Kuntar and Hezbollah are cowards. Killers of little children.  And yet, they have lost a battle they can never win. Samadar Hadan  has won. She survived and lived her life.  Hadan’s existence, her new family, her two daughters, all prove that despite Kuntar's release, he and Hezbollah have failed and can never ever win. Not when facing the strength and courage of Samadar Hadan.

Now if a bomb were mistakenly to fall on Kuntar’s head as he passed over the border to Syria, that would not be a bad thing either.

Tuesday, July 15, 2008



Anyone have the scoop on the fracas at the Dade County Jail?
(UPDATE- it was apparently TGK)
Ms. Georgia Ayers.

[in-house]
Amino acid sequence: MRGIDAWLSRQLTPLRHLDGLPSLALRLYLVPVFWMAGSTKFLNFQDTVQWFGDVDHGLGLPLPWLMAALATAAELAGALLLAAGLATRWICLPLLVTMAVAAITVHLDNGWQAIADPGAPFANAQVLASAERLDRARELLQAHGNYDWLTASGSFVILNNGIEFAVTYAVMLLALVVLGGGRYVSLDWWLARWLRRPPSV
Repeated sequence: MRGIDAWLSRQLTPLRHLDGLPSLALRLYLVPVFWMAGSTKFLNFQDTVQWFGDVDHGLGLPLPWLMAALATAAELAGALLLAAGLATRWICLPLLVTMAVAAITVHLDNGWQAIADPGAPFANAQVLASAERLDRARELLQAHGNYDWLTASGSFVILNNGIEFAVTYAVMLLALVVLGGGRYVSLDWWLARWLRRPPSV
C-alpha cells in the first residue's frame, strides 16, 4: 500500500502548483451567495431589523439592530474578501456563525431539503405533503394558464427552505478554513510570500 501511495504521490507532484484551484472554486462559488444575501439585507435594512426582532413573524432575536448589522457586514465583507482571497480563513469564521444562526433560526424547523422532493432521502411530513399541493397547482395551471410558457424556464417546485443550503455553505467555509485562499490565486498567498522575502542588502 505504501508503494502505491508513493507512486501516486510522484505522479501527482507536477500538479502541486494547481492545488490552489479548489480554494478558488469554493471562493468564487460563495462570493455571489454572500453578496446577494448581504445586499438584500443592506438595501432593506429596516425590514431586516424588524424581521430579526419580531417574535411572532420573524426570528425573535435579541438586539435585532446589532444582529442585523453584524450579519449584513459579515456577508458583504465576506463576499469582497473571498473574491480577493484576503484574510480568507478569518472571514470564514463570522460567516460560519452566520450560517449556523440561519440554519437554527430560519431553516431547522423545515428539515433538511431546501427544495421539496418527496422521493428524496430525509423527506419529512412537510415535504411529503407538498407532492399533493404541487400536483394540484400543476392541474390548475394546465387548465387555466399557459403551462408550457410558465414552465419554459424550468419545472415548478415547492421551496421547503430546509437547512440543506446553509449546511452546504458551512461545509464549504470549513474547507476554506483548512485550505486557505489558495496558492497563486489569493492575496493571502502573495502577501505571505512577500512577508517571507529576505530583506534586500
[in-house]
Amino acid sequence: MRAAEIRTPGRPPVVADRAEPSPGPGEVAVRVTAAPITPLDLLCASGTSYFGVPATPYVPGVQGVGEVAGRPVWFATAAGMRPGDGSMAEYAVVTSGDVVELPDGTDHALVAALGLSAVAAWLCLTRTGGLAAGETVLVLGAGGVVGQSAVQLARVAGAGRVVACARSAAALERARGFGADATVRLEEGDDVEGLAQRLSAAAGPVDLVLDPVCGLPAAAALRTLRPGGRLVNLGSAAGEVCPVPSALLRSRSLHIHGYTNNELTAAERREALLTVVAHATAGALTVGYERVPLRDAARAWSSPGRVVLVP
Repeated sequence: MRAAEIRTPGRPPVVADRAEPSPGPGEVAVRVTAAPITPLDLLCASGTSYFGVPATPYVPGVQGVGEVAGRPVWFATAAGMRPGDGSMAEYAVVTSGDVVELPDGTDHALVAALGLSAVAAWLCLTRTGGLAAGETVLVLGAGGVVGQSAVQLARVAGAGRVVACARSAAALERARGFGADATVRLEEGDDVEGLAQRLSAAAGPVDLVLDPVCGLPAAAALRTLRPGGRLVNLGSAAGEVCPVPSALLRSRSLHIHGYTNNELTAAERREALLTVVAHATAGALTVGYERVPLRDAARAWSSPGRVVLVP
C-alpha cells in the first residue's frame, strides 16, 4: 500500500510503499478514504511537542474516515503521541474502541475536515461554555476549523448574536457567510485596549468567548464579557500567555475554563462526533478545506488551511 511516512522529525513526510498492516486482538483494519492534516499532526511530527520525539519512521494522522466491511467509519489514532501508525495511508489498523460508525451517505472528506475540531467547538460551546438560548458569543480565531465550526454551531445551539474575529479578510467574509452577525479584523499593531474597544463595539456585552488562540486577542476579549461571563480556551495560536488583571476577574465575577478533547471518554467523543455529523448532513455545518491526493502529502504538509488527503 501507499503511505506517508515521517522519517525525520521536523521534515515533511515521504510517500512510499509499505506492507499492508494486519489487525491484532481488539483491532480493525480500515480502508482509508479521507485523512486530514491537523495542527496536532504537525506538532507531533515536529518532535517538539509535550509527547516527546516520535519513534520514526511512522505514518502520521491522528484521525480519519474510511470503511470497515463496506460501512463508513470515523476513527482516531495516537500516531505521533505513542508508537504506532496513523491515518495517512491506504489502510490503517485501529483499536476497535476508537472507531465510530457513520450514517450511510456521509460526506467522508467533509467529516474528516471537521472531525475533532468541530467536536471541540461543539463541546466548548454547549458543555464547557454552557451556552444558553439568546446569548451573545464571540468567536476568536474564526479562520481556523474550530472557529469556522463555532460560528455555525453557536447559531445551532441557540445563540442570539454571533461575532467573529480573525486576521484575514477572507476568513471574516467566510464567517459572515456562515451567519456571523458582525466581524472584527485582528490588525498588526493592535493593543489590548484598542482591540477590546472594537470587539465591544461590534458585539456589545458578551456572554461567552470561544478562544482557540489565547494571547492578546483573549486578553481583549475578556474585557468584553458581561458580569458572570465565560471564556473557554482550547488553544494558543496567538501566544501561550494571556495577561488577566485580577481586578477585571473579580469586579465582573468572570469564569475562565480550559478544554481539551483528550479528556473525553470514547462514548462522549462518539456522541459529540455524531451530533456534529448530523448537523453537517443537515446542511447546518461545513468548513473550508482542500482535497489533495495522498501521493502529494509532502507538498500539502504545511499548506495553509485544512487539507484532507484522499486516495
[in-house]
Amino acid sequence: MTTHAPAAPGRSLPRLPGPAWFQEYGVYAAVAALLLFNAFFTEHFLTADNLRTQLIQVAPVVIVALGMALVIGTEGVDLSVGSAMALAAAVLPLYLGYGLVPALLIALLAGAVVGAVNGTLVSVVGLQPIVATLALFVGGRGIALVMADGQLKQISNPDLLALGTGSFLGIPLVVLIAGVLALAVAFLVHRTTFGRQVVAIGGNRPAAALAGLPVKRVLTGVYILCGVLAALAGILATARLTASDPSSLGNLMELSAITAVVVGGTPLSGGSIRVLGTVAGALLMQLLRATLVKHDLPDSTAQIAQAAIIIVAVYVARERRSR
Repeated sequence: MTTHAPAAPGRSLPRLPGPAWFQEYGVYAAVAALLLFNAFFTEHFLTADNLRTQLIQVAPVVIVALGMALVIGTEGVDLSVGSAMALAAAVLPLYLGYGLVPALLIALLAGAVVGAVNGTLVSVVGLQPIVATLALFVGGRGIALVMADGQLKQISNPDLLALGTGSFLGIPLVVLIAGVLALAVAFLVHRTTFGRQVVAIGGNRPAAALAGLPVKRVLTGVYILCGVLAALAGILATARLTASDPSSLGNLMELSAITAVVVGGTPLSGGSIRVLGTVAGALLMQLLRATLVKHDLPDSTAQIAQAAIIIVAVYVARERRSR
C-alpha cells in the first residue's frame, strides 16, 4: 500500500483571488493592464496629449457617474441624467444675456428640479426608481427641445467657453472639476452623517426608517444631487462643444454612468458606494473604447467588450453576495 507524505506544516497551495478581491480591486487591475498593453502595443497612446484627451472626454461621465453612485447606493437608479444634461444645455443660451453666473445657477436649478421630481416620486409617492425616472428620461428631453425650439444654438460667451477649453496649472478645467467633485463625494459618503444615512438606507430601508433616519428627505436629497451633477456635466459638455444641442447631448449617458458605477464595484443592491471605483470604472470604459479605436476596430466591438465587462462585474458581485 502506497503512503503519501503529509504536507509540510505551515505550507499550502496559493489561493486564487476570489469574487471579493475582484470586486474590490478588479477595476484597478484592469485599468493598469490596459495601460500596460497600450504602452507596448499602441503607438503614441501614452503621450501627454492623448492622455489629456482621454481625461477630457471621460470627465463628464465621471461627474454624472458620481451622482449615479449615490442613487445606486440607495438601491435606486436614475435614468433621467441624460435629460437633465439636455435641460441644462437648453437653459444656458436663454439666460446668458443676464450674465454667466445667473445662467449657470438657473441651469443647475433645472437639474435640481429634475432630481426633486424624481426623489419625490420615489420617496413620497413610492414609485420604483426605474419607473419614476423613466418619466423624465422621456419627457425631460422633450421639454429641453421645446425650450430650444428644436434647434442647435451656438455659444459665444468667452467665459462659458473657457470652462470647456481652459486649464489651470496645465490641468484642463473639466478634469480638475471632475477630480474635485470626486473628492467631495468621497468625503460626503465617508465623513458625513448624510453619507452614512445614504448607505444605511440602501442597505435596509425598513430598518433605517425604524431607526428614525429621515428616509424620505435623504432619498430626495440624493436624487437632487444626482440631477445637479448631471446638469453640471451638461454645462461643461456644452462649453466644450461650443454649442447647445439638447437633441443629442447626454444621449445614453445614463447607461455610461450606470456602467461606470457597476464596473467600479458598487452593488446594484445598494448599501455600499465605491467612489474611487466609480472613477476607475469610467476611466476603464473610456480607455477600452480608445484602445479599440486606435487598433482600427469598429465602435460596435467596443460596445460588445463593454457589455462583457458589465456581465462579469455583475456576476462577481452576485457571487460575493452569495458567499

Controversy and possible arrests.
(update: arrests were threatened but apparently not made.)

Rumours are flying, but alas we were not there.

Who was?

Update: Any public official who messes with Ms. Ayers should best remember the short judicial career of Henry Ferro. Of course when you point a gun at anyone in court from the bench, much less a family member of Ms. Ayer's, you get what's coming to you.

"A circuit judge pointed a gun at a defendant in open court?"
Oh yes dear new readers, this used to be quite the town in the day.
DAVID S MARKUS (not the guy who runs the federal fight blog) apparently represented the Defendant Judge Ferro took aim at and had this to say: